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Inadvertent takeoff

Discussion in 'Standard/4k Discussion' started by Arve Horgheim, Feb 8, 2016.

  1. Arve Horgheim

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    Horgheim, Norway
    At 5 degrees C I flew the aircraft down to 18% battery capacity. The last 15% at low hover.

    I landed, but my intention was to drain the battery down to 7 %. The wind was picking up a bit, so I brought the Phantom close to my house in shield by the entrance door, surrounded by obstacles. This was approximately 35 m from my home point where I landed. My next step and plan was to start it up and run on idle until I reached 7 %, propellers on.

    Everything looked good for about 15 sec. Then the motors increased in RPM and the Phantom took off. I grabbed the controller and tried to get control, but did not. Control inputs did not give any results. I pressed the RTH-button and then l regained control. Height was about 16 m. Landed immediately (safe, 52 sec/14% left), knowing I was low on power. This sequence took about 15 sec.

    After the incident, I think I realized what happened (replayed the flight). When the battery capacity hit the H-icon on the timeline, the Phantom decided to go home. 3 sec after start: Tips, RC assisted takeoff (visible for 5 sec). Then, after a total of 13 sec: Tips, low power, returning to the home point (35 m away). It took off. According to the manual, you do not have any control until it reaches 20m height.

    1. I have learned a lesson, but have not seen any warning about this in the manual.

    2. The software logic should prevent the Phantom to take off when low on power and idling on ground.
     
  2. joeb1999

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    Tldr. Why would you ever discharge a lipo battery down to 7%? You need a balance charger to discharge an calibrate it. All your doing is damaging it running it that low. I never run mine below 20%. And never fly under a full zap.
     
  3. msinger

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    LowBattery.png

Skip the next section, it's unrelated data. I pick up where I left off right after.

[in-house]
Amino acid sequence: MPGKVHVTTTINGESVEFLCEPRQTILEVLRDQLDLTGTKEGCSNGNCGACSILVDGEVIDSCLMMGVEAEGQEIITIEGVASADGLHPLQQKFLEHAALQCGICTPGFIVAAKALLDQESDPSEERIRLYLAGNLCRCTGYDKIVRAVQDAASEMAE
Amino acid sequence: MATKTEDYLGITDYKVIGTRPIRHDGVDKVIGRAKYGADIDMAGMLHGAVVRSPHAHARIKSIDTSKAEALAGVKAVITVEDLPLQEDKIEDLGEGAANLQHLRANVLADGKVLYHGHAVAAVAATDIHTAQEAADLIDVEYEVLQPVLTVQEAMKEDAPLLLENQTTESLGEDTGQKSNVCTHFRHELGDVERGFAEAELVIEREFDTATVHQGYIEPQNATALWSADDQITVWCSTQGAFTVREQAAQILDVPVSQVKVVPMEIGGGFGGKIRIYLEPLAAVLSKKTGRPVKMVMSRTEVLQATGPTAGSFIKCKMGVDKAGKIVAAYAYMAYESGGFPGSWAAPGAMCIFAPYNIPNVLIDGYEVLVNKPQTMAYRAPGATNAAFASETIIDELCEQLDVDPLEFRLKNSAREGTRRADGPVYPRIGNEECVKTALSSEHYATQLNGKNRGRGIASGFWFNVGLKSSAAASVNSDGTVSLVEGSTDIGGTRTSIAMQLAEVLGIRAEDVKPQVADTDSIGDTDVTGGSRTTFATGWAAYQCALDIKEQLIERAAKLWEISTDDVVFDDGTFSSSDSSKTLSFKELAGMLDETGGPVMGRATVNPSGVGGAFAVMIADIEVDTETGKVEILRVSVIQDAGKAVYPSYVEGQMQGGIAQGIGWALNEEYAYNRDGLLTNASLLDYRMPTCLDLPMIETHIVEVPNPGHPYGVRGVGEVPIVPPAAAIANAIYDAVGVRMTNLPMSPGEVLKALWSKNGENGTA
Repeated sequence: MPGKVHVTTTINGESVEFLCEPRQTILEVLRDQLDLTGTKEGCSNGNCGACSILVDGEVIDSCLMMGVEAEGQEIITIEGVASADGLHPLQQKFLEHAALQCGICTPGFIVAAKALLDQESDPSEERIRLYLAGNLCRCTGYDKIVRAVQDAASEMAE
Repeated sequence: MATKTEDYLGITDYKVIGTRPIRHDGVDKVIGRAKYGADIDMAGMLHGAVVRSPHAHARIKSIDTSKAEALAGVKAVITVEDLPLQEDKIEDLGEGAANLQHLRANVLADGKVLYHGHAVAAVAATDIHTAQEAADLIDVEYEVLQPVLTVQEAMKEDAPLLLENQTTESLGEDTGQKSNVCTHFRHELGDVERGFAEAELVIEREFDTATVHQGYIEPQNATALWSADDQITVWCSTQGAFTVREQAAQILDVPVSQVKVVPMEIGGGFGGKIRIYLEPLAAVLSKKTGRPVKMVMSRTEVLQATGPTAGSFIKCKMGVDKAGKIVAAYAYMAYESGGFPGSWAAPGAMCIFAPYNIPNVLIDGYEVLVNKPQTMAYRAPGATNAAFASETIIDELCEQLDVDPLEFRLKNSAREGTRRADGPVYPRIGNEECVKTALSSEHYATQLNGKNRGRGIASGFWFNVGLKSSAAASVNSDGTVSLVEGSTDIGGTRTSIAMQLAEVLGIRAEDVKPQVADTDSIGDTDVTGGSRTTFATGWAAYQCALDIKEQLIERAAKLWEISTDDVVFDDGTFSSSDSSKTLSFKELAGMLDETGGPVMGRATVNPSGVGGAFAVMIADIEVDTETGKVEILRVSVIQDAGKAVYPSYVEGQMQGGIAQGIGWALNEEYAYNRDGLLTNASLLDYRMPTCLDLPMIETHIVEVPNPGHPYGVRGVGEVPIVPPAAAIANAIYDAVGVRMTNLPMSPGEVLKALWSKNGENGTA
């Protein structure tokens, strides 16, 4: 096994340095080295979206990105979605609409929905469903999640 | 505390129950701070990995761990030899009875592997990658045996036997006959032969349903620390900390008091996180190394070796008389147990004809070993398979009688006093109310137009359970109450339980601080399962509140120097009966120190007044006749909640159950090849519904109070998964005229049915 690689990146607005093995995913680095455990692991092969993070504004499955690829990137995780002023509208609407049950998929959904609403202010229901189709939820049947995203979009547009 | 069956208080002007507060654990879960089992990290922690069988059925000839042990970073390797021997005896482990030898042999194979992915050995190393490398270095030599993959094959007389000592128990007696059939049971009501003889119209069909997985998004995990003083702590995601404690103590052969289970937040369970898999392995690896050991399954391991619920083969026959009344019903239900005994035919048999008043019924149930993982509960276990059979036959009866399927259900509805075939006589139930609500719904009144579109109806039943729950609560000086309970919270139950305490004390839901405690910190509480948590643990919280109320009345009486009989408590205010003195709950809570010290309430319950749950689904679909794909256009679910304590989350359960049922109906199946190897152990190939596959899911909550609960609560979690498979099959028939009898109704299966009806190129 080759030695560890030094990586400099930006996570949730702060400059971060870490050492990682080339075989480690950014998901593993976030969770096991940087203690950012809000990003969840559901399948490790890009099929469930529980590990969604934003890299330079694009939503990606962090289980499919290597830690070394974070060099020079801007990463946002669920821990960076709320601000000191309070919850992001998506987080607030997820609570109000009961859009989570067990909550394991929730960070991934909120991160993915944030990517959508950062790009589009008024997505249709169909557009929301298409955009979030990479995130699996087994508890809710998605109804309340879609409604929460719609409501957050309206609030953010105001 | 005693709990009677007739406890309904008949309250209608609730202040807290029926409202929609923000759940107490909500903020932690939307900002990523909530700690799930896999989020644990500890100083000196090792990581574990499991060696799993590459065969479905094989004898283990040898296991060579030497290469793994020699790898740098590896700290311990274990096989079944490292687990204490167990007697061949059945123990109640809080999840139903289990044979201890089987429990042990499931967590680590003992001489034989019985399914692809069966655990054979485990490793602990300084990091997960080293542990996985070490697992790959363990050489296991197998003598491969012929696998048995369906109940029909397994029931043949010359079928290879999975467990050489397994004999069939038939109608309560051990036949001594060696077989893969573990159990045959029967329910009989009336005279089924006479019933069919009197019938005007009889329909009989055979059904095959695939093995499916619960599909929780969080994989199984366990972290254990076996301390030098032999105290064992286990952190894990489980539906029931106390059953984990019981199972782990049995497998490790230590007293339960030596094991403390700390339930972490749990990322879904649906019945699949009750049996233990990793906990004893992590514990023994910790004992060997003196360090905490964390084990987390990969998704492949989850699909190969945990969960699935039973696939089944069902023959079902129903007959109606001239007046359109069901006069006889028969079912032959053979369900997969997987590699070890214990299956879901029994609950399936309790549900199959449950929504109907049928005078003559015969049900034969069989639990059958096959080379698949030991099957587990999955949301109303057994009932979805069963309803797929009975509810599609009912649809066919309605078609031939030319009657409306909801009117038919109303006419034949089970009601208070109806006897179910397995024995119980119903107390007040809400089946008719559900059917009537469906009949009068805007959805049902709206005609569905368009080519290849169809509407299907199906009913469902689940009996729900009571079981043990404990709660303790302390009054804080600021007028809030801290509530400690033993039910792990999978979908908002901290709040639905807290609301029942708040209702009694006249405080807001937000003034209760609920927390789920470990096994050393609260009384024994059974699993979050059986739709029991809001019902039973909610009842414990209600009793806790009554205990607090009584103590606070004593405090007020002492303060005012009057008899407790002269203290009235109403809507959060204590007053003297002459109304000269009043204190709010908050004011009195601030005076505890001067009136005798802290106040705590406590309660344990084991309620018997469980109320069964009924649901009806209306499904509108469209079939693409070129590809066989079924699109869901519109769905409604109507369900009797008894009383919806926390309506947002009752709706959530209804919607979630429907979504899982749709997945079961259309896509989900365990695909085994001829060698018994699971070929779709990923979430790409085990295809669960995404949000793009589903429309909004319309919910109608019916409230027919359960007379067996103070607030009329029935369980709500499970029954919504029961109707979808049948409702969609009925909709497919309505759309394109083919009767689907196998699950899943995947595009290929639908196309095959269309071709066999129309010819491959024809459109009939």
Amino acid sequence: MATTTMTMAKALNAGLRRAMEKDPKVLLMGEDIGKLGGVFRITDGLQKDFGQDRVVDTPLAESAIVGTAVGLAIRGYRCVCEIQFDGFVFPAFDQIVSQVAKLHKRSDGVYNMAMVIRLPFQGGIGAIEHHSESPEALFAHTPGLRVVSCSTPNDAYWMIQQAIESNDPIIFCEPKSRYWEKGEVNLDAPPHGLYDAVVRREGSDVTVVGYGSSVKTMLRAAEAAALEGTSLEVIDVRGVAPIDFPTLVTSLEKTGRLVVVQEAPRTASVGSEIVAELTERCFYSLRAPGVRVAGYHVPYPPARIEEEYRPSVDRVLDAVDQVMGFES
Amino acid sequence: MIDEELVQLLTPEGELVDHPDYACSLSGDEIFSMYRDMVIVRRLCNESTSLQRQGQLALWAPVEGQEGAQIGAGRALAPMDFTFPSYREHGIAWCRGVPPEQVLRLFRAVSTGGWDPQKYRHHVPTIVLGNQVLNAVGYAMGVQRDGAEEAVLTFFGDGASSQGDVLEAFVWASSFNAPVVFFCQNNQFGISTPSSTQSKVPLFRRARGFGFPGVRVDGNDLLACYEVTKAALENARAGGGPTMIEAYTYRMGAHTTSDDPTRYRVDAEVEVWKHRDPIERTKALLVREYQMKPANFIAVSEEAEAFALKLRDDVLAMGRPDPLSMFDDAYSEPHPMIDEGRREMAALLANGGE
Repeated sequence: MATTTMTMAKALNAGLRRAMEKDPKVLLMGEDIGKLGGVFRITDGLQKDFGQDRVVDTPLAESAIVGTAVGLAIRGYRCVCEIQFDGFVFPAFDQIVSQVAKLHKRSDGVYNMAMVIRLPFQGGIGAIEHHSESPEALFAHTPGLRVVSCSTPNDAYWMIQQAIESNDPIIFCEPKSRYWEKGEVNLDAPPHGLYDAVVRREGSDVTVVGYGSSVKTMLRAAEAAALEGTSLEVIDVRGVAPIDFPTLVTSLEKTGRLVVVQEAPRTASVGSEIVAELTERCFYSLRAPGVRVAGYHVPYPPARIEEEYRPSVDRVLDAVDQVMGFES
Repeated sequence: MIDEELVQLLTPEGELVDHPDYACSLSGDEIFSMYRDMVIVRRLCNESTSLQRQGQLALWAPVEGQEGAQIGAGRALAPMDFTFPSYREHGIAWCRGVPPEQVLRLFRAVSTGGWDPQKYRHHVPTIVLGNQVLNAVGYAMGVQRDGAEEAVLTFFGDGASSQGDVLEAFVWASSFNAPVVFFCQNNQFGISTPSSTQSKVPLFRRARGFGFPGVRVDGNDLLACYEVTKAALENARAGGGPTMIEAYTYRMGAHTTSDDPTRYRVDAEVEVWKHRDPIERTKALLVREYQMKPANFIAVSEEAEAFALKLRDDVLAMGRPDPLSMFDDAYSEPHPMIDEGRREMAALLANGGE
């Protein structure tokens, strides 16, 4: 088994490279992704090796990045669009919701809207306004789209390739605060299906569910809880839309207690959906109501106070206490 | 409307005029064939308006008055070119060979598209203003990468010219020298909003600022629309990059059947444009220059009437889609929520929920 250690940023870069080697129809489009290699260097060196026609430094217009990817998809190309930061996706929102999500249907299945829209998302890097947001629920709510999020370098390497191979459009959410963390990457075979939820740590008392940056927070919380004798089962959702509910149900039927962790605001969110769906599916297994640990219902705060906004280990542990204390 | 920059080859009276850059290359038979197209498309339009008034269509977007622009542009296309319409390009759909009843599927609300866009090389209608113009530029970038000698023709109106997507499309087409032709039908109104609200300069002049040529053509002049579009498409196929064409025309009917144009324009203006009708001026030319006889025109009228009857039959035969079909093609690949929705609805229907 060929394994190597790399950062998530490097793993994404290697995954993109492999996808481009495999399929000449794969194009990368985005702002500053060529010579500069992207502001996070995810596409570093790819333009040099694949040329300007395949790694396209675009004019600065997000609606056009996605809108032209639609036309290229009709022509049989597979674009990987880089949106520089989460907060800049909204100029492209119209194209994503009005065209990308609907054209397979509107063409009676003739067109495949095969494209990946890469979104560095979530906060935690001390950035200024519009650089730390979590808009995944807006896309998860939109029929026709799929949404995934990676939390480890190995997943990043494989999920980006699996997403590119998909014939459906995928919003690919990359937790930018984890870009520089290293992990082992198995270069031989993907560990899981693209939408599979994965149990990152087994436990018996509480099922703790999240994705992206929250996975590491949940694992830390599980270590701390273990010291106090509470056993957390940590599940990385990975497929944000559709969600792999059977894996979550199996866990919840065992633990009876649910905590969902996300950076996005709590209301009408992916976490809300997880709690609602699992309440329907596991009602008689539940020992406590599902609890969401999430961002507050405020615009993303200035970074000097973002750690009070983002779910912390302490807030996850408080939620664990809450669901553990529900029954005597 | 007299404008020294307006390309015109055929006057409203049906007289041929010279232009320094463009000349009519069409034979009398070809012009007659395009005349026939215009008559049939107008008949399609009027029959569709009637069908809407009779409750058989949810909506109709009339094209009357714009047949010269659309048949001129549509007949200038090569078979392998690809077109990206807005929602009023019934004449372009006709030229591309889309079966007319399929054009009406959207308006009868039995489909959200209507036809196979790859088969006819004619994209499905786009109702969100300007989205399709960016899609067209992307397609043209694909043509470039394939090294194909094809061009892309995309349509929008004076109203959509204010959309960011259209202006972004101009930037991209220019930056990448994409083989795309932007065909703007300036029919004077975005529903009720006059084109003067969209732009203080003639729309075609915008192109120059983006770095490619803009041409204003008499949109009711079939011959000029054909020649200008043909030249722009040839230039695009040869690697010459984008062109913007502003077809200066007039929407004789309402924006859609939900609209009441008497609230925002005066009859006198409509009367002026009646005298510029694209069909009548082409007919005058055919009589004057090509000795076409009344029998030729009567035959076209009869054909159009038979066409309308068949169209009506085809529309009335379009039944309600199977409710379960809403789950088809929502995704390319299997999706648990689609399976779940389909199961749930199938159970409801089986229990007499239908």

4. msinger

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    You're supposed to cycle the battery every 20 charges. This is one of the ways DJI recommends discharging the battery. The OP should have stayed within 20 meters of the home point -- or reset the home point after he moved.
     
    #4 msinger, Feb 8, 2016
    Last edited: Feb 8, 2016
  5. Meta4

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    Or taken the props off.
    It's never a good idea to leave a Phantom idling with props on.
    If you have to, strap the landing gear down.
     
    GMayberry likes this.
  6. Arve Horgheim

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    Agree. But just a reminder for all of us stupid. The text, page 21 in the last manual, tells that you can actually fly until its less than to 8% to drain the battery. Its easy for experinsed pilots to say what should be done. It should be written in the manual and made it impossible in the software
     
  7. msinger

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    That is accurate. It's also best done when your Phantom is within 20 meters of the home point. Otherwise, it'll try to return to home when the battery is low.
     
  8. QuadBart

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    I've run Lipo for years in R/C cars I raced. I know that doesn't make me an expert on the subject, doing some simple things have kept my batteries in good running order even when stored for a few (3) years...

    I never store my batteries (extended periods) fully charged
    I store my batteries in whatever "state" or level of charge remaining after a full flight (or run in the case of my RC cars).
    I've not had any issues with batteries over the years doing it this way. No puffing/swelling no dead cells...
     
  9. msinger

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    QuadBart, your advice pretty much mirrors what DJI recommends. As far as I know, cycling the battery every 20 charges does nothing other than rebalance the battery cells.